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A startup from Barcelona, London, Berlin, Paris and Amsterdam.

More and more foreign VC funds are taking a closer look at startups in Europe, but judging them by the same standards and patterns as in the US might lead to overlooking great European companies whose businesses and traction might look different, even at a similar stage in their growth trajectory.

While there are generally more similarities than differences, here are a few ways that a breakout startup in Europe might look different from a breakout startup in the US.

1. Solving European problems

Just because you can’t relate to the problem, doesn’t mean it doesn’t exist.

Europe is a unique and fragmented place, differences in currencies, languages, laws and consumer behaviour all create uniquely European problems that startups look to solve. Transfers between currencies (TransferWise, Revolut), car pooling (BlaBlaCar), buying train tickets (Trainline, Omio); these ideas may not be very interesting in the US but certainly are in Europe and have spawned billion dollar businesses. …

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American tourists trying to not get lost in Europe’s startup ecosystems

European tech continues to grow and grow while spreading more evenly across the continent. Dealroom data shows the number of European unicorns founded outside of the UK, Germany, Netherlands and Sweden quickly increasing and even smaller towns are seeing early-stage activity pick up. It’s fair to say that the next great European company can come from anywhere, and is more likely than ever to not come from one of the more established hubs. VCs need to adapt to this new reality.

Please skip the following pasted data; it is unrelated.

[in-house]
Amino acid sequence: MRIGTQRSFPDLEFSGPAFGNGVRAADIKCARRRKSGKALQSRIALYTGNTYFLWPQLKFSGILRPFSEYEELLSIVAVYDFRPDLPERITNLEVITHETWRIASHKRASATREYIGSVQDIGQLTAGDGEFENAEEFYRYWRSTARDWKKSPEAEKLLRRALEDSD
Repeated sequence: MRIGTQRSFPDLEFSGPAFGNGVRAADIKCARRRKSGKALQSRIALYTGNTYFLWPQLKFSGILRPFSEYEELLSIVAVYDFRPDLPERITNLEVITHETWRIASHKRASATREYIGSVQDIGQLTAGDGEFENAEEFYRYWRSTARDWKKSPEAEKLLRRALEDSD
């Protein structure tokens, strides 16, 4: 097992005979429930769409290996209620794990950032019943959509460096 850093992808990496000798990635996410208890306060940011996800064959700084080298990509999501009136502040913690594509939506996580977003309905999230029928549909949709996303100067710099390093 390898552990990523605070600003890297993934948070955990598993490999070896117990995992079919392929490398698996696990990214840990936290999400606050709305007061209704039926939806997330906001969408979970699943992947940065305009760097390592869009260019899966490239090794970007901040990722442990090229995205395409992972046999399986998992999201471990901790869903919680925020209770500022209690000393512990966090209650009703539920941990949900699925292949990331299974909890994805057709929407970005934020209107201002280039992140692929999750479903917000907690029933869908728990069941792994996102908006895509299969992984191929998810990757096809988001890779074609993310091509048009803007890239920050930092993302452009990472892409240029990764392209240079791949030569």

VC funds who are looking to invest in Europe can no longer just sit in an office in Mayfair and wait for founders to come knocking. The best founders from across the continent are now starting their businesses and raising their first rounds without leaving home and competition to invest in the best companies (from Europe and abroad) is fiercer than ever. VCs need to figure out how to cover Europe to find and meet the entrepreneurs where they are, or miss out. …

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This is an email we sent out to the Kima portfolio founders to recap 2017 and introduce the new companies in the portfolio.

Dear Kima founders,

Last year was another very busy year for the Kima portfolio and team, keeping up the pace of 2 new investments per week, so we wanted to briefly update you on everything that happened in 2017.

💯 new seed investments!

Since the start of 2017, we have closed 100 new seed investments that we’d like to welcome to the Kima family.

A few metrics (for 01/2017–12/2017):

  • New startups invested in: 100
  • Average amount invested per company: $164k (94 of the 100 investments were between $100k and…


Vincent Jacobs

Belgian abroad. ex- @KimaVentures

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